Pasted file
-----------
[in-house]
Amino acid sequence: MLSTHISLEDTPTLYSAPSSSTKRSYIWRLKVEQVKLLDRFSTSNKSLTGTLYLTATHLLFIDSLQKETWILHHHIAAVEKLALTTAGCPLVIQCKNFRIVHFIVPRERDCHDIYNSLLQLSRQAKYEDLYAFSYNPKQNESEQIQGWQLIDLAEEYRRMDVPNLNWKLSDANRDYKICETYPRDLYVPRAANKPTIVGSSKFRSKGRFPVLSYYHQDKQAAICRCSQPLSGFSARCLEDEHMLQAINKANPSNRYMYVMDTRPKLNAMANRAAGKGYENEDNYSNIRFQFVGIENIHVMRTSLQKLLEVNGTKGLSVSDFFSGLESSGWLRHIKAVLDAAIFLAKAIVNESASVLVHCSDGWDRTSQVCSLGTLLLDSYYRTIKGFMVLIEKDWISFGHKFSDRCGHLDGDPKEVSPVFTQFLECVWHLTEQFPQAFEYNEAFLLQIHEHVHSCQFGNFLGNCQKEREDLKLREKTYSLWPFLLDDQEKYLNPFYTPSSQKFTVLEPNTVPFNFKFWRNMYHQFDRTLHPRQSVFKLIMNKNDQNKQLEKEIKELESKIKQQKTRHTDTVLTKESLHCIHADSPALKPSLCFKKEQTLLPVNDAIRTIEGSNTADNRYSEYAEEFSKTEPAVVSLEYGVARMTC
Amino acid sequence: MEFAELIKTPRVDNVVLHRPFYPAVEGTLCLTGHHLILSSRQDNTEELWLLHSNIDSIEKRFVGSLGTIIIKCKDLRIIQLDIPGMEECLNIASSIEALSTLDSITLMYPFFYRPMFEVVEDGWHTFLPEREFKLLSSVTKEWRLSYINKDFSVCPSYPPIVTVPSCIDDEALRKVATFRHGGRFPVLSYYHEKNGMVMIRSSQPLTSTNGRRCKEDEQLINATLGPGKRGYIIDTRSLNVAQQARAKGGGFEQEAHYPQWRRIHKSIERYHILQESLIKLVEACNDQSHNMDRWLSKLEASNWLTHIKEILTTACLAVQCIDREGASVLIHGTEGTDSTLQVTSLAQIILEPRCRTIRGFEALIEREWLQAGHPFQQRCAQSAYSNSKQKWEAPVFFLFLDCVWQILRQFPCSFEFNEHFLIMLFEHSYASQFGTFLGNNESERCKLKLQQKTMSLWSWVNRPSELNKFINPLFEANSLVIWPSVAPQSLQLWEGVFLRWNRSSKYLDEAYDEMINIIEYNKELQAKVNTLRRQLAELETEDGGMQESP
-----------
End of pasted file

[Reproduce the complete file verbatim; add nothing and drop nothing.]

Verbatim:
[in-house]
Amino acid sequence: MLSTHISLEDTPTLYSAPSSSTKRSYIWRLKVEQVKLLDRFSTSNKSLTGTLYLTATHLLFIDSLQKETWILHHHIAAVEKLALTTAGCPLVIQCKNFRIVHFIVPRERDCHDIYNSLLQLSRQAKYEDLYAFSYNPKQNESEQIQGWQLIDLAEEYRRMDVPNLNWKLSDANRDYKICETYPRDLYVPRAANKPTIVGSSKFRSKGRFPVLSYYHQDKQAAICRCSQPLSGFSARCLEDEHMLQAINKANPSNRYMYVMDTRPKLNAMANRAAGKGYENEDNYSNIRFQFVGIENIHVMRTSLQKLLEVNGTKGLSVSDFFSGLESSGWLRHIKAVLDAAIFLAKAIVNESASVLVHCSDGWDRTSQVCSLGTLLLDSYYRTIKGFMVLIEKDWISFGHKFSDRCGHLDGDPKEVSPVFTQFLECVWHLTEQFPQAFEYNEAFLLQIHEHVHSCQFGNFLGNCQKEREDLKLREKTYSLWPFLLDDQEKYLNPFYTPSSQKFTVLEPNTVPFNFKFWRNMYHQFDRTLHPRQSVFKLIMNKNDQNKQLEKEIKELESKIKQQKTRHTDTVLTKESLHCIHADSPALKPSLCFKKEQTLLPVNDAIRTIEGSNTADNRYSEYAEEFSKTEPAVVSLEYGVARMTC
Amino acid sequence: MEFAELIKTPRVDNVVLHRPFYPAVEGTLCLTGHHLILSSRQDNTEELWLLHSNIDSIEKRFVGSLGTIIIKCKDLRIIQLDIPGMEECLNIASSIEALSTLDSITLMYPFFYRPMFEVVEDGWHTFLPEREFKLLSSVTKEWRLSYINKDFSVCPSYPPIVTVPSCIDDEALRKVATFRHGGRFPVLSYYHEKNGMVMIRSSQPLTSTNGRRCKEDEQLINATLGPGKRGYIIDTRSLNVAQQARAKGGGFEQEAHYPQWRRIHKSIERYHILQESLIKLVEACNDQSHNMDRWLSKLEASNWLTHIKEILTTACLAVQCIDREGASVLIHGTEGTDSTLQVTSLAQIILEPRCRTIRGFEALIEREWLQAGHPFQQRCAQSAYSNSKQKWEAPVFFLFLDCVWQILRQFPCSFEFNEHFLIMLFEHSYASQFGTFLGNNESERCKLKLQQKTMSLWSWVNRPSELNKFINPLFEANSLVIWPSVAPQSLQLWEGVFLRWNRSSKYLDEAYDEMINIIEYNKELQAKVNTLRRQLAELETEDGGMQESP